2.4 GHz Uplink Throughput vs. Attenuation
For 5 GHz downlink throughput tests, the Archer C5 V2 again started out with higher throughput than the other two routers and remained higher throughout its range. However, both the TP-LINK and the eero dropped connection after only 30 dB of attenuation. The eero and Luma tracked similarly throughout their range, but the Luma held its connection for an additional 6dB of attenuation.
5 GHz Downlink Throughput vs. Attenuation
In the 5 GHz uplink tests, both the Archer C5 and the eero dropped their connections at a relatively early 30 dB of attenuation – 6 dB less than the Luma. However, the TP-LINK started out with about 100 Mbps less initial throughput than the eero. The initial throughput of the Luma is 83 Mbps lower than the TP-LINK and 184 Mbps lower than the eero.
5 GHz Uplink Throughput vs. Attenuation
Maximum Wireless Throughput
Since throughput vs. attenuation plots are now done with a 2×2 STA, we use the Ixia Veriwave that can emulate up to 4×4 ac devices. The results posted are an average of 10 one minute test runs. This benchmark is fully described in the Revision 9 test process description.
Unfortunately, we did not test eero or Luma’s maximum throughput using the Veriwave. Instead, the old V8 method of using the 0 dB measurements for maximum throughput was used. This means the eero and Luma readings also represent performance with 20 MHz bandwidth, since that’s what is used for the throughput vs. attenuation tests.
So instead of comparing the C5 V2 to other AC1200 products, let’s see how this benchmark compares to higher classed products. As the only 2×2 product, the Archer C5 V2 turns in the lowest performance, as you’d expect. But it’s interesting to see the performance ranges of the 3×3 and 4×4 class products. The 3×3 products occupy the middle area from a low of 322 Mbps for the D-Link DIR-879 to a high of 354 Mbps for the ASUS RT-AC68U. The 4×4 class products occupy the top tier starting with the TP-LINK AD7200 at 425 Mbps to the ASUS RT-AC88U at 452 Mbps.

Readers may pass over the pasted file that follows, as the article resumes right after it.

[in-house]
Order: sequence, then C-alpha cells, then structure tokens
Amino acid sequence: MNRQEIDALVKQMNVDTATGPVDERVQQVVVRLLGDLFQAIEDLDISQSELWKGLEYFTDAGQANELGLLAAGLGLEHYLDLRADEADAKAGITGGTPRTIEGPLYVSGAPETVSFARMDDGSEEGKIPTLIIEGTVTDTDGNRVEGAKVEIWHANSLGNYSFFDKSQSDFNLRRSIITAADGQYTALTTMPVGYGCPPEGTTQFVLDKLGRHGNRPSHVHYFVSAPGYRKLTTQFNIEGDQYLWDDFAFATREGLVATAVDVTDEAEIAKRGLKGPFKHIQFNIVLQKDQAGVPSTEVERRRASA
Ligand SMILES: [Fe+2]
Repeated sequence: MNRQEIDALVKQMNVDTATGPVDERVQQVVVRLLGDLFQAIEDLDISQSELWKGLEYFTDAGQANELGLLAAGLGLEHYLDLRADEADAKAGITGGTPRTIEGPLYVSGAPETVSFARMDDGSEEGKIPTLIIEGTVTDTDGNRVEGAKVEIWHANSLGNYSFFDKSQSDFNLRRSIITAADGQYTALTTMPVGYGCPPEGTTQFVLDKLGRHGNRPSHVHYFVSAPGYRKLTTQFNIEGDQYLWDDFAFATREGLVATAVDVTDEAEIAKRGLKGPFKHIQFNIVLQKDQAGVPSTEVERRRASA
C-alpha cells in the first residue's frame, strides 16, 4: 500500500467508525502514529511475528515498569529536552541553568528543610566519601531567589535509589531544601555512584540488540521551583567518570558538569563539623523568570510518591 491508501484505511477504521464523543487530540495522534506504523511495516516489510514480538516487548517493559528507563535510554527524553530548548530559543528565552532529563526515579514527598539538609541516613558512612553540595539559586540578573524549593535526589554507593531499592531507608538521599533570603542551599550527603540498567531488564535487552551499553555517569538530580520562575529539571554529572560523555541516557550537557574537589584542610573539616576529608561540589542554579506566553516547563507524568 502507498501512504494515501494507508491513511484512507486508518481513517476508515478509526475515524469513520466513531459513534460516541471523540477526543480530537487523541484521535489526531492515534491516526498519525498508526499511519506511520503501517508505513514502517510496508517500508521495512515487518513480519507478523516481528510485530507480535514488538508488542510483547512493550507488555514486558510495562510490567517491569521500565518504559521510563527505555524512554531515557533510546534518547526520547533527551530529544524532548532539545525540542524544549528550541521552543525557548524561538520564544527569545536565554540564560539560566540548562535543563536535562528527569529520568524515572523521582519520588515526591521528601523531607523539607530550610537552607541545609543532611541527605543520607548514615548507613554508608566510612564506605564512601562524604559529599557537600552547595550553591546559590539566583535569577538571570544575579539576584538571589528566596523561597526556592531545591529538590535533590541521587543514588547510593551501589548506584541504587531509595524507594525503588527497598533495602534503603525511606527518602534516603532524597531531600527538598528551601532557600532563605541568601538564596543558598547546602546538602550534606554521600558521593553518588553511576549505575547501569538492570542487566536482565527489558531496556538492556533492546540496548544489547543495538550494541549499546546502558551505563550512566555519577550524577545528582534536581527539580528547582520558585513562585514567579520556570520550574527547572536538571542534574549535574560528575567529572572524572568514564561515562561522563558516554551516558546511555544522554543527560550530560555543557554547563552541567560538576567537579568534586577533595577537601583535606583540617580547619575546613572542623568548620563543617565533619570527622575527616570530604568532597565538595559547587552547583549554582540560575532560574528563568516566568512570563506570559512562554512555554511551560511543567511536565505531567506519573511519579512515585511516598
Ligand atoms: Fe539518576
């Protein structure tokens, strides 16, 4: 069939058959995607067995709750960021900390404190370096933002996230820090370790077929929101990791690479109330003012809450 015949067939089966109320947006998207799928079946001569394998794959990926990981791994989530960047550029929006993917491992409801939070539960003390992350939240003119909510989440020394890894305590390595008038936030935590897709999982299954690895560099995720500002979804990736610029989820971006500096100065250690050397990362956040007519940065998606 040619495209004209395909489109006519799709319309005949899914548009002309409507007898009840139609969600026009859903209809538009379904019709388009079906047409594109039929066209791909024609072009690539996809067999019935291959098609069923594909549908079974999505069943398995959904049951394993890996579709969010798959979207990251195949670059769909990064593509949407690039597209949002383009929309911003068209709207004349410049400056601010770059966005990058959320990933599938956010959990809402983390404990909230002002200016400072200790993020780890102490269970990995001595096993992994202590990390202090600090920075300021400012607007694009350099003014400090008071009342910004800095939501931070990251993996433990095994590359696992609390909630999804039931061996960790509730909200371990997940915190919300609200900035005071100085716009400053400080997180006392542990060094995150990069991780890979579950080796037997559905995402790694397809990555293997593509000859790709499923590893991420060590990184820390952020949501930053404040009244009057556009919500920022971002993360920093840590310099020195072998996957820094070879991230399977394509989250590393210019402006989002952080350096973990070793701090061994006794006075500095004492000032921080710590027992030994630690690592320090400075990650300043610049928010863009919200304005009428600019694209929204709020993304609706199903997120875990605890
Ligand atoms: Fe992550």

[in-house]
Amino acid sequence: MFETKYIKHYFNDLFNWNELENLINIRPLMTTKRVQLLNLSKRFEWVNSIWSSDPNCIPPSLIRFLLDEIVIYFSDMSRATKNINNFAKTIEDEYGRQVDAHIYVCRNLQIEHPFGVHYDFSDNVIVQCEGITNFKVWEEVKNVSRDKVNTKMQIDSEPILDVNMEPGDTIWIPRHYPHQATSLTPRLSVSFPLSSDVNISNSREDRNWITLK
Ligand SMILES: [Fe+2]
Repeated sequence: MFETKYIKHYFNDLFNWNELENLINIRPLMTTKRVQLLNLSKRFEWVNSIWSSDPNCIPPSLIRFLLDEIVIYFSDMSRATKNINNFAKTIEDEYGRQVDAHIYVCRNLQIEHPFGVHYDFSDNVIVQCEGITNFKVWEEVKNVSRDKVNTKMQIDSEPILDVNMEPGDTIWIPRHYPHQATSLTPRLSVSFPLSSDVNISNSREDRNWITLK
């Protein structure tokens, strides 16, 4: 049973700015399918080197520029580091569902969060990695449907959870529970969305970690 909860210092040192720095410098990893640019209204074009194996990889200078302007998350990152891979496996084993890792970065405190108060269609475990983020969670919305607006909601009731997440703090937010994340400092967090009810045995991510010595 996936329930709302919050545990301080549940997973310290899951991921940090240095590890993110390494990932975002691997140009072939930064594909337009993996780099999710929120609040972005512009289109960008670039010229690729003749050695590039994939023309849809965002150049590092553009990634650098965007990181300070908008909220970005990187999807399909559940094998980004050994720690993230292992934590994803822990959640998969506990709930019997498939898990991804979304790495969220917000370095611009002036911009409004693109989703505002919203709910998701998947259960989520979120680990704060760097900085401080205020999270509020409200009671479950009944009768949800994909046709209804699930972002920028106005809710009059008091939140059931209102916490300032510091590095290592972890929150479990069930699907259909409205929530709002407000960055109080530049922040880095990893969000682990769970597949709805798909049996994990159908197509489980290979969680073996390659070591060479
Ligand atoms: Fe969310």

Maximum Wireless Throughput comparison – 2.4 GHz downlink
The groupings are not as clear for maximum 5 GHz downlink. The C5 V2 again is at the bottom of the chart with 534 Mbps. But this time some of the most expensive 4×4 tri-radio routers–Linksys’ EA9500, D-Link’s DIR-895L/R and ASUS’ RT-AC5300— turn in top throughput below 3×3 routers like D-Link’s DIR-879.
Maximum Wireless Throughput comparison – 5 GHz downlink
If you’re thinking of buying a TP-Link Archer C5 because of its SNB #1 Ranked award, keep in mind that award is for the original C5, not the completely redesigned V2. Since you can’t fairly compare products tested using different test methods, the award does not apply to the V2.
That said, what we can fairly say from our tests is that the C5 V2’s wired routing performance is limited to around a Gigabit of total TCP/IP routing throughput, about half that of the AC1200 class Luma. It also clearly outperformed both eero and Luma in 2.4 GHz and 5 GHz downlink, but was very similar to eero for 5 GHz uplink. Storage throughput was so-so, managing to perform at only about a third of what the best performing products get out of a USB 2.0 connection.
But Luma and eero aren’t fair comparisons, since they have very limited routing features, don’t support storage sharing and are meant to be used in pairs or more commonly kits of three.
If you’d like to stick with our Router Ranker suggestions, the original Archer C5 is off the table because it’s no longer available. So I’d probably go with the Linksys EA6350, which ranked #2 with the previous Revision 8 test method. You can pick up a factory refurb from Linksys for $50 or get a new one from Amazon for around $80. If you prefer the C5 V2, you might save a little on a new one from Amazon, since they seem to be running about $5 cheaper than the Linksys.